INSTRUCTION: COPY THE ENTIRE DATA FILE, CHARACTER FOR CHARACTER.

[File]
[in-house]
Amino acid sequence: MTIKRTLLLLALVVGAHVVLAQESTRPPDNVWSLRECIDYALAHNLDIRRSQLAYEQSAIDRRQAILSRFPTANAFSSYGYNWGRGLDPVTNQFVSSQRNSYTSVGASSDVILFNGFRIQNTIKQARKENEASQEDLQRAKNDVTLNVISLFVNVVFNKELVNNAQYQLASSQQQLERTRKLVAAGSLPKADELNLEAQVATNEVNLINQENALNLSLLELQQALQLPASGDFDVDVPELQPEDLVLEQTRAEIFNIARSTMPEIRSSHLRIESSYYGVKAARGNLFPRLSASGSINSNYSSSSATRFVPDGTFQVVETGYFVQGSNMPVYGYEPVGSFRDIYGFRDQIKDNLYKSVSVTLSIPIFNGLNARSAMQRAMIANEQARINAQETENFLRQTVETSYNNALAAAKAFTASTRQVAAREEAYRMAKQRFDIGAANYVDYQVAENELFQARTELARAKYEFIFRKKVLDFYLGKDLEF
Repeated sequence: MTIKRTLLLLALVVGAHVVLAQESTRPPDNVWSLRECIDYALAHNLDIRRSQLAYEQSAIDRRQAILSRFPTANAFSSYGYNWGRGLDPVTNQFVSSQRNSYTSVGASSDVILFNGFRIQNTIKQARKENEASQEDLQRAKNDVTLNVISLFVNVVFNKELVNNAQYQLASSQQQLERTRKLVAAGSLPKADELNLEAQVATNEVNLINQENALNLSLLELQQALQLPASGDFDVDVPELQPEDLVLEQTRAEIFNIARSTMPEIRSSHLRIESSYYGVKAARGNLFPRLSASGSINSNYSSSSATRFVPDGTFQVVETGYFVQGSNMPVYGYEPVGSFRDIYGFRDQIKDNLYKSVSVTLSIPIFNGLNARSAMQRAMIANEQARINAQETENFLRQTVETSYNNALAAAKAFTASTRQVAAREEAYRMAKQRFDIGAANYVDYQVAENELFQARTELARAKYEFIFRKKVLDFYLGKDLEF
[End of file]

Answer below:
[in-house]
Amino acid sequence: MTIKRTLLLLALVVGAHVVLAQESTRPPDNVWSLRECIDYALAHNLDIRRSQLAYEQSAIDRRQAILSRFPTANAFSSYGYNWGRGLDPVTNQFVSSQRNSYTSVGASSDVILFNGFRIQNTIKQARKENEASQEDLQRAKNDVTLNVISLFVNVVFNKELVNNAQYQLASSQQQLERTRKLVAAGSLPKADELNLEAQVATNEVNLINQENALNLSLLELQQALQLPASGDFDVDVPELQPEDLVLEQTRAEIFNIARSTMPEIRSSHLRIESSYYGVKAARGNLFPRLSASGSINSNYSSSSATRFVPDGTFQVVETGYFVQGSNMPVYGYEPVGSFRDIYGFRDQIKDNLYKSVSVTLSIPIFNGLNARSAMQRAMIANEQARINAQETENFLRQTVETSYNNALAAAKAFTASTRQVAAREEAYRMAKQRFDIGAANYVDYQVAENELFQARTELARAKYEFIFRKKVLDFYLGKDLEF
Repeated sequence: MTIKRTLLLLALVVGAHVVLAQESTRPPDNVWSLRECIDYALAHNLDIRRSQLAYEQSAIDRRQAILSRFPTANAFSSYGYNWGRGLDPVTNQFVSSQRNSYTSVGASSDVILFNGFRIQNTIKQARKENEASQEDLQRAKNDVTLNVISLFVNVVFNKELVNNAQYQLASSQQQLERTRKLVAAGSLPKADELNLEAQVATNEVNLINQENALNLSLLELQQALQLPASGDFDVDVPELQPEDLVLEQTRAEIFNIARSTMPEIRSSHLRIESSYYGVKAARGNLFPRLSASGSINSNYSSSSATRFVPDGTFQVVETGYFVQGSNMPVYGYEPVGSFRDIYGFRDQIKDNLYKSVSVTLSIPIFNGLNARSAMQRAMIANEQARINAQETENFLRQTVETSYNNALAAAKAFTASTRQVAAREEAYRMAKQRFDIGAANYVDYQVAENELFQARTELARAKYEFIFRKKVLDFYLGKDLEF